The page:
23 Months – Using Phrases to Give Compliments

Roman and Mom  Your toddler is becoming very aware of his surroundings and people around him.  You can use it as a chance to really connect with people and things by giving compliments.  For instance, Roman has started complimenting our hair saying “hair nice”.  

You can target things such as artwork and verbally model phrases such as “pretty picture”.  If a girl is wearing a pretty dress you can model “cute dress”.  If a friend is playing with a fun new toy you can say “cool new truck”.  This now only will make others feel happy, but will also make your toddler start thinking about the power of their words.  

And it doesn’t necessarily have to be someone or something that someone has made or has.  It could be things that you see in nature.  Let’s say you’re taking a walk you can talk about a tree by saying “Wow that’s a beautiful tall tree!”.  There are tons of possibilities, so go ahead and make someone’s day!

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22 Months 3 Weeks – What to Expect During Mealtime with a 2 Year Old

Roman and berries Can you believe it?  You’re child is almost two!  We decided to concentrate on mealtime milestones this week since a lot more is expected of your child at this point.  In terms of texture, they should now be able to eat all textures including: purees, soft chewables, ground lump purees, and more chewable foods. Tougher solids are expected after 24 months.  

As for oral-motor skills, your child should now exhibit rotary chewing instead of diagonal chewing.  Lateral tongue action should be visible.  They should have also mastered straw drinking.  Overall, you should observe a decrease in food intake by 24 months.

When it comes to motor skills, their pincer grasp should be refined and they should be past finger feeding.  You now want them to grasp the spoon with their whole hand and independently feed themselves by scooping food and brining it to their mouth.  All in all, you should see increased control of utensils.  As you can see, mealtime and fine motor skills are highly intertwined.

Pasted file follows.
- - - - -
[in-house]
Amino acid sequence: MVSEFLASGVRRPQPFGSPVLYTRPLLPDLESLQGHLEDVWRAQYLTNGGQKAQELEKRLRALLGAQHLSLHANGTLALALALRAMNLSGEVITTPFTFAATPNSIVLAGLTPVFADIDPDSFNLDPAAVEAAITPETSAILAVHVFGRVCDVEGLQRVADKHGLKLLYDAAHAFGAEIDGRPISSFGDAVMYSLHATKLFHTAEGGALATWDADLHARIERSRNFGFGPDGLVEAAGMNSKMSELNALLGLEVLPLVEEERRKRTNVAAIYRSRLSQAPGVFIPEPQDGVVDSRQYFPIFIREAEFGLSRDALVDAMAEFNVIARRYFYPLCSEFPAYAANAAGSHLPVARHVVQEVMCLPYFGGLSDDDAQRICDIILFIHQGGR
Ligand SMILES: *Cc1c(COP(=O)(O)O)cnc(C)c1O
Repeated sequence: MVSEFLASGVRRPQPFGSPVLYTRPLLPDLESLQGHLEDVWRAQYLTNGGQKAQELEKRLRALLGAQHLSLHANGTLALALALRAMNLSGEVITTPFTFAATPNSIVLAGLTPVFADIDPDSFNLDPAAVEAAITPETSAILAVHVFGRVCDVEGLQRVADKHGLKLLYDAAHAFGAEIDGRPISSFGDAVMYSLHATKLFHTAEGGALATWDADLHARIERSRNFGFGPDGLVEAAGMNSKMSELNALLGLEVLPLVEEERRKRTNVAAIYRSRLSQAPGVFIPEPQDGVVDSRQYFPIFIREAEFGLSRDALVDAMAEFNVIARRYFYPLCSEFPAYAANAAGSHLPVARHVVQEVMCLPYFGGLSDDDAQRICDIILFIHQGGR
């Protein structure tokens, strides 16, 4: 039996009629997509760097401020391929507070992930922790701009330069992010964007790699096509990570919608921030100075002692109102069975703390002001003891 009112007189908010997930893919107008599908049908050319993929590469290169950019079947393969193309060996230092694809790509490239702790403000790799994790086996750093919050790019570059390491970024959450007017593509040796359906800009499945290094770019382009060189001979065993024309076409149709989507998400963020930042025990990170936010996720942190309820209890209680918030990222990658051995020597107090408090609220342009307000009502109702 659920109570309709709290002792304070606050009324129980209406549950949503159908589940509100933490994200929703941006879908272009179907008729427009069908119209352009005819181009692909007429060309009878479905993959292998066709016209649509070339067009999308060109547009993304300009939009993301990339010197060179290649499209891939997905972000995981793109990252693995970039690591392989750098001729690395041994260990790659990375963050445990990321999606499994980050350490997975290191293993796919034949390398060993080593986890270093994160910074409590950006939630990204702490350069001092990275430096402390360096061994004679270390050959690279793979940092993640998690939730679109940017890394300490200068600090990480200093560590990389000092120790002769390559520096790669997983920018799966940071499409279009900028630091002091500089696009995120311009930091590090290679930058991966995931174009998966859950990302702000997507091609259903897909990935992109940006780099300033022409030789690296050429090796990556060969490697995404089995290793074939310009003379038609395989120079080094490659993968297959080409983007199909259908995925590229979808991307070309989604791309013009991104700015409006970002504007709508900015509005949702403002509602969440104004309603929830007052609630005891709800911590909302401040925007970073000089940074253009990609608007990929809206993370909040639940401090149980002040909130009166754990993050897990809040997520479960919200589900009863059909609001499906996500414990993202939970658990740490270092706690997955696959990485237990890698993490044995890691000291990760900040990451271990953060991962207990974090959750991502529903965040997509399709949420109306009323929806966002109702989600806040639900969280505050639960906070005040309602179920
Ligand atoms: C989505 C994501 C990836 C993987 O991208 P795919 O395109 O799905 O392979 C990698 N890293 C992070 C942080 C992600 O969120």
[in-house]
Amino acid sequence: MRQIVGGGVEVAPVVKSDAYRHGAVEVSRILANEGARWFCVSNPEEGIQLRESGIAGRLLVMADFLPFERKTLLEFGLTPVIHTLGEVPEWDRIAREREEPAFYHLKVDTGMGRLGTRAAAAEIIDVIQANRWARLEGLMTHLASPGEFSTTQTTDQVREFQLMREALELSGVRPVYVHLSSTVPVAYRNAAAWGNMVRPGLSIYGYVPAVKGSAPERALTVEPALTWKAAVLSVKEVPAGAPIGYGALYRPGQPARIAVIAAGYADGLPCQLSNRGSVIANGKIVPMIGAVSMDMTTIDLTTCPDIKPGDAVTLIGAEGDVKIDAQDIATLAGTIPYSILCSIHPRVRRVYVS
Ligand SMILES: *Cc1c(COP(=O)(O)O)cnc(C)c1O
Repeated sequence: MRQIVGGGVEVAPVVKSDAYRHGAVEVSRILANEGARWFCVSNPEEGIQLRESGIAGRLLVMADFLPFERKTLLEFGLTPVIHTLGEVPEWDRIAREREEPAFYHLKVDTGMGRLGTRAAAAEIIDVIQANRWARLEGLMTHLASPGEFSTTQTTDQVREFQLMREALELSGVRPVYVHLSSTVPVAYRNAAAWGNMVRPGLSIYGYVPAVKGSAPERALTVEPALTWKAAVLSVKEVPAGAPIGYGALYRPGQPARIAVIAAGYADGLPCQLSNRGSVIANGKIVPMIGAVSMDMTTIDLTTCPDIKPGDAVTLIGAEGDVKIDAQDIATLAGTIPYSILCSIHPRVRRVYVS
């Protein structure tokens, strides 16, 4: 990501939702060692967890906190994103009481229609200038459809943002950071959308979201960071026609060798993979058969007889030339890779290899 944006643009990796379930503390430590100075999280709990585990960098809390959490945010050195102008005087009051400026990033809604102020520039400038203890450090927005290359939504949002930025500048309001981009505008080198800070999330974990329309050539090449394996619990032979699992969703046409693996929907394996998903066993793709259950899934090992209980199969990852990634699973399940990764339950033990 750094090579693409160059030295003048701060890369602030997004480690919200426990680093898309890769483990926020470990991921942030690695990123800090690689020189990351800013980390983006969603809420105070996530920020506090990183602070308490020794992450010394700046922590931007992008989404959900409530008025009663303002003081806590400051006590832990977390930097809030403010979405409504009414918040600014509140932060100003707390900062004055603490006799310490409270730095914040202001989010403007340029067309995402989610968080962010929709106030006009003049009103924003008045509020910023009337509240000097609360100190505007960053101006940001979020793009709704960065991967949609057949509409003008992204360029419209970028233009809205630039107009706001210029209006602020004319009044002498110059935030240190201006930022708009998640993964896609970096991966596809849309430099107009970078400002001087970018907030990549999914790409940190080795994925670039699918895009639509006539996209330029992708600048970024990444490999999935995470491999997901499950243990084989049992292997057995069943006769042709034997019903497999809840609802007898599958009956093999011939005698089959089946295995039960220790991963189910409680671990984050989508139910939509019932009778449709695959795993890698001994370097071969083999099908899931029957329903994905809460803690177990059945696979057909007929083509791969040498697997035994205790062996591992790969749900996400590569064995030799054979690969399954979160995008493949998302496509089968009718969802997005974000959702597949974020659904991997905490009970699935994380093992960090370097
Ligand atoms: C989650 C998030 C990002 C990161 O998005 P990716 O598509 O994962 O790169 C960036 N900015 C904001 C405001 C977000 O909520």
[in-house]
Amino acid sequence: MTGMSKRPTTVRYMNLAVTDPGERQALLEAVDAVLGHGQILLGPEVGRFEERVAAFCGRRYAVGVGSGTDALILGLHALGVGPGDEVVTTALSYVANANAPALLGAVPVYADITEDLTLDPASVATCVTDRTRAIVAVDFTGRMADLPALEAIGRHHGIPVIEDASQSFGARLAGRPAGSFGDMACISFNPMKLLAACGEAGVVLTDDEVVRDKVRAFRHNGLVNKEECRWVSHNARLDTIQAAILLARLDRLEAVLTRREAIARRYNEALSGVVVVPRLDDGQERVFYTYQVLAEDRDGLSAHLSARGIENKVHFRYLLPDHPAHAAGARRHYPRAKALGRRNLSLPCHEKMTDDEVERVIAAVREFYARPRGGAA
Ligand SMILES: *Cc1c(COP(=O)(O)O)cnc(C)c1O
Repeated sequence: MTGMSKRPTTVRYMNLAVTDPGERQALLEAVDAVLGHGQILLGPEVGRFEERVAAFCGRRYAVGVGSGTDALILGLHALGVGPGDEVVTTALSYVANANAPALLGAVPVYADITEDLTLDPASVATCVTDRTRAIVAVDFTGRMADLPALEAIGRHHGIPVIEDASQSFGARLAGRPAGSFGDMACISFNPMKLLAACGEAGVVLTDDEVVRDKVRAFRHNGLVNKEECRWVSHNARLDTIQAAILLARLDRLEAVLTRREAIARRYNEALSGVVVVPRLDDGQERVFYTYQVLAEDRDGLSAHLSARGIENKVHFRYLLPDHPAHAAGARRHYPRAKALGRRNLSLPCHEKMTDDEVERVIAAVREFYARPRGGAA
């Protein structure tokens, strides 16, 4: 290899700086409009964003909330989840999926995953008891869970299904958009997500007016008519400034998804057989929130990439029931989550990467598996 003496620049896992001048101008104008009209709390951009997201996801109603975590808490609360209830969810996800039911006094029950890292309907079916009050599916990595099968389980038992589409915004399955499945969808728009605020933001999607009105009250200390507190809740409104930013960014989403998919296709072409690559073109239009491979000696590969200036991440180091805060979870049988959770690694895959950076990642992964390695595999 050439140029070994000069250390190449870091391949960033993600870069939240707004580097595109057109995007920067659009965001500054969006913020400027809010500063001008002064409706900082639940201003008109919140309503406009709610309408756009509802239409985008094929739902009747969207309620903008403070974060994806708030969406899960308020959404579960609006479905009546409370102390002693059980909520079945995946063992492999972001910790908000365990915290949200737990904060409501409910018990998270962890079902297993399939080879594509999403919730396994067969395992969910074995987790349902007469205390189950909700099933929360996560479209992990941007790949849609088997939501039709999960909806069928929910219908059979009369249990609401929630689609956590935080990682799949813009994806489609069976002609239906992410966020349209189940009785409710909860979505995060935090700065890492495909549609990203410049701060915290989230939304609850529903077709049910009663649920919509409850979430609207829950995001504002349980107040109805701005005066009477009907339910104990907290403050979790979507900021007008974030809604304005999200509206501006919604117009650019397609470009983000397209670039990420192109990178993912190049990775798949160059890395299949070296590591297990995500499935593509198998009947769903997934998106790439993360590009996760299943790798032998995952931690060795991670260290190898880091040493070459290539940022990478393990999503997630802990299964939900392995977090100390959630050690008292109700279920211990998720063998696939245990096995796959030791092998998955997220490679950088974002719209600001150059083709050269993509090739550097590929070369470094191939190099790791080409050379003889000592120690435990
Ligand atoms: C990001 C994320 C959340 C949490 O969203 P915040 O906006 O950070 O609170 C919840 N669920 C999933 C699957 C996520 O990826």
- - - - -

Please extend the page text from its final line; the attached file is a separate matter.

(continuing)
And of course to limit pickiness, have your child eat meals with the whole family and most importantly have them eat what you’re eating.  If they are hesitant, have them explore the food with their senses (e.g. – touching it with their fingers).  The more they are exposed to different foods the better!  So if salmon and cabbage salad is on the menu, it’s also what’s for dinner for your child!  

22 Months 1 Week – Combining Chores with Following Directions

Roman dancing. It’s never too early to start learning about chores and how to help out in the house!Now that your child is getting better at following directions feel free to intertwine basic “chores” into the daily routine.  

It could be as simple as cleaning up. From an early age we started the clean up song even when he did not speak just so he got used to the melody and words. At this point you can sing it along with them and see if they hum along or imitate any of the words. Just hearing the song will trigger cleaning up after playtime or even mealtime.  Once they get used to the routine they will begin cleaning up on their own, sometimes even singing the song all by themselves!

Specific directions you can give is “Give me your cup/plate/fork and let’s put it in the sink” (they most likely cannot reach yet even with a step stool, but it’s good to practice), “Put your ____ in the dishwasher”, “Throw it in the garbage”, “Go get me a paper towel”, “Put your socks away” (or any clothing), “Walk the dog”, etc.  We even found working on colors while doing laundry is an excellent receptive language task (e.g. – dark vs. light or putting all the red socks together).

21 Months 1 Week – Using Size Descriptor Words

Roman Happy A great way to achieve 2-3 word phrases is to learn words other than nouns. This can include prepositions, adjectives, etc. This week we will talk specifically about using size descriptor words to expand phrases.